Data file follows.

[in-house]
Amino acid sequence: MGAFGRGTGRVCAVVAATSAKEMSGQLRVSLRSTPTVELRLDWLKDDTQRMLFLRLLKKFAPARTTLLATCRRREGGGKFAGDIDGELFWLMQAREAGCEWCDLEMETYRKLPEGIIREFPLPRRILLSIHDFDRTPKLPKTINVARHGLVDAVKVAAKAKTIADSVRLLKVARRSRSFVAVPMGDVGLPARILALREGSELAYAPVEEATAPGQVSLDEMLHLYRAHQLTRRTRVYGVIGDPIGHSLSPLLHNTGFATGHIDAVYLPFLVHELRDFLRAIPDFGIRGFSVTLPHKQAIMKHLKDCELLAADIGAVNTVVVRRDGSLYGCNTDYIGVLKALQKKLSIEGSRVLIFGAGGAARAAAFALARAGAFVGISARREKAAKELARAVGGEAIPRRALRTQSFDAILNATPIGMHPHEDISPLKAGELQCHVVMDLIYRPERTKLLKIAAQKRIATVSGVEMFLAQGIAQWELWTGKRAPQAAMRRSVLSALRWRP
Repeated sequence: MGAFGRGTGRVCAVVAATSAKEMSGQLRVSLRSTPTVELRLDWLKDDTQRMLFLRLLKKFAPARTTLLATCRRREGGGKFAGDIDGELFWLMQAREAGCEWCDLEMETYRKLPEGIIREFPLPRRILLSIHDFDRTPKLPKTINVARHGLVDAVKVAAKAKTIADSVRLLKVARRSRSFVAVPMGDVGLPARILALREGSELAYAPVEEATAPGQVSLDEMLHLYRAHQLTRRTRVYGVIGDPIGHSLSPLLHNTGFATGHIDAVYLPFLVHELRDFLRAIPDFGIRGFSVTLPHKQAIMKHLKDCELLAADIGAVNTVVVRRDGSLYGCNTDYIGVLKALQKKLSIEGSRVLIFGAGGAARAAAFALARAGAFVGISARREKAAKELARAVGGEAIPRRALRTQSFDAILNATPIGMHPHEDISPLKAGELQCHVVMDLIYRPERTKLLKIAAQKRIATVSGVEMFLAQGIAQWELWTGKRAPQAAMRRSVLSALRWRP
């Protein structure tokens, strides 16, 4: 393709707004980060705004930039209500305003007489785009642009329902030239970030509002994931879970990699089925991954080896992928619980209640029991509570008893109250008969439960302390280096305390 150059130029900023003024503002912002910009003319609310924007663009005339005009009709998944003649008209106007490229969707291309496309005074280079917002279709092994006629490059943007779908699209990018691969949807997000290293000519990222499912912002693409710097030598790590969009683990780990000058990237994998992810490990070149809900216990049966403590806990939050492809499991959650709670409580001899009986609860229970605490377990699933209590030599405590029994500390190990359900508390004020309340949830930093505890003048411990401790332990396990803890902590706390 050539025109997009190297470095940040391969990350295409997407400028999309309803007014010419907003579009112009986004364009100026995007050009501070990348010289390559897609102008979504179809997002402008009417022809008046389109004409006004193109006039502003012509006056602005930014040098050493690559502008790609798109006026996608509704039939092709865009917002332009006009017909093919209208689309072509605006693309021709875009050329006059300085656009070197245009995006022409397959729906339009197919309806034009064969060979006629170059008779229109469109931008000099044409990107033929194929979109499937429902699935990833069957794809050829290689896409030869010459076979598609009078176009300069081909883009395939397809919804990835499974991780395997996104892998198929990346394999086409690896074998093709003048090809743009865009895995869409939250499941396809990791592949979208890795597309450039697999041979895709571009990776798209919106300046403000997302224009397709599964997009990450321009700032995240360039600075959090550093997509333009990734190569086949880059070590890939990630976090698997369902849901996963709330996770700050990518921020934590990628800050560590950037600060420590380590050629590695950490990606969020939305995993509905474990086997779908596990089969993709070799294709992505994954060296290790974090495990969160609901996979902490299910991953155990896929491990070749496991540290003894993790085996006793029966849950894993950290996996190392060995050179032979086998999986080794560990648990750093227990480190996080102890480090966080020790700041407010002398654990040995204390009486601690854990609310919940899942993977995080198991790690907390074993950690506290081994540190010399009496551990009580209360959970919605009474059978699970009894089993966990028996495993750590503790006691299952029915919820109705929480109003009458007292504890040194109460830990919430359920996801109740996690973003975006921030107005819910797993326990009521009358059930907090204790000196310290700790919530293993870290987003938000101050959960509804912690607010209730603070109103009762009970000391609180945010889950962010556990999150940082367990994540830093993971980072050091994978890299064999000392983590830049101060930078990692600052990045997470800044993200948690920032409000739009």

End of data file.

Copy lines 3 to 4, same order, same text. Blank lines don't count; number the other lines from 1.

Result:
Repeated sequence: MGAFGRGTGRVCAVVAATSAKEMSGQLRVSLRSTPTVELRLDWLKDDTQRMLFLRLLKKFAPARTTLLATCRRREGGGKFAGDIDGELFWLMQAREAGCEWCDLEMETYRKLPEGIIREFPLPRRILLSIHDFDRTPKLPKTINVARHGLVDAVKVAAKAKTIADSVRLLKVARRSRSFVAVPMGDVGLPARILALREGSELAYAPVEEATAPGQVSLDEMLHLYRAHQLTRRTRVYGVIGDPIGHSLSPLLHNTGFATGHIDAVYLPFLVHELRDFLRAIPDFGIRGFSVTLPHKQAIMKHLKDCELLAADIGAVNTVVVRRDGSLYGCNTDYIGVLKALQKKLSIEGSRVLIFGAGGAARAAAFALARAGAFVGISARREKAAKELARAVGGEAIPRRALRTQSFDAILNATPIGMHPHEDISPLKAGELQCHVVMDLIYRPERTKLLKIAAQKRIATVSGVEMFLAQGIAQWELWTGKRAPQAAMRRSVLSALRWRP
């Protein structure tokens, strides 16, 4: 393709707004980060705004930039209500305003007489785009642009329902030239970030509002994931879970990699089925991954080896992928619980209640029991509570008893109250008969439960302390280096305390 150059130029900023003024503002912002910009003319609310924007663009005339005009009709998944003649008209106007490229969707291309496309005074280079917002279709092994006629490059943007779908699209990018691969949807997000290293000519990222499912912002693409710097030598790590969009683990780990000058990237994998992810490990070149809900216990049966403590806990939050492809499991959650709670409580001899009986609860229970605490377990699933209590030599405590029994500390190990359900508390004020309340949830930093505890003048411990401790332990396990803890902590706390 050539025109997009190297470095940040391969990350295409997407400028999309309803007014010419907003579009112009986004364009100026995007050009501070990348010289390559897609102008979504179809997002402008009417022809008046389109004409006004193109006039502003012509006056602005930014040098050493690559502008790609798109006026996608509704039939092709865009917002332009006009017909093919209208689309072509605006693309021709875009050329006059300085656009070197245009995006022409397959729906339009197919309806034009064969060979006629170059008779229109469109931008000099044409990107033929194929979109499937429902699935990833069957794809050829290689896409030869010459076979598609009078176009300069081909883009395939397809919804990835499974991780395997996104892998198929990346394999086409690896074998093709003048090809743009865009895995869409939250499941396809990791592949979208890795597309450039697999041979895709571009990776798209919106300046403000997302224009397709599964997009990450321009700032995240360039600075959090550093997509333009990734190569086949880059070590890939990630976090698997369902849901996963709330996770700050990518921020934590990628800050560590950037600060420590380590050629590695950490990606969020939305995993509905474990086997779908596990089969993709070799294709992505994954060296290790974090495990969160609901996979902490299910991953155990896929491990070749496991540290003894993790085996006793029966849950894993950290996996190392060995050179032979086998999986080794560990648990750093227990480190996080102890480090966080020790700041407010002398654990040995204390009486601690854990609310919940899942993977995080198991790690907390074993950690506290081994540190010399009496551990009580209360959970919605009474059978699970009894089993966990028996495993750590503790006691299952029915919820109705929480109003009458007292504890040194109460830990919430359920996801109740996690973003975006921030107005819910797993326990009521009358059930907090204790000196310290700790919530293993870290987003938000101050959960509804912690607010209730603070109103009762009970000391609180945010889950962010556990999150940082367990994540830093993971980072050091994978890299064999000392983590830049101060930078990692600052990045997470800044993200948690920032409000739009």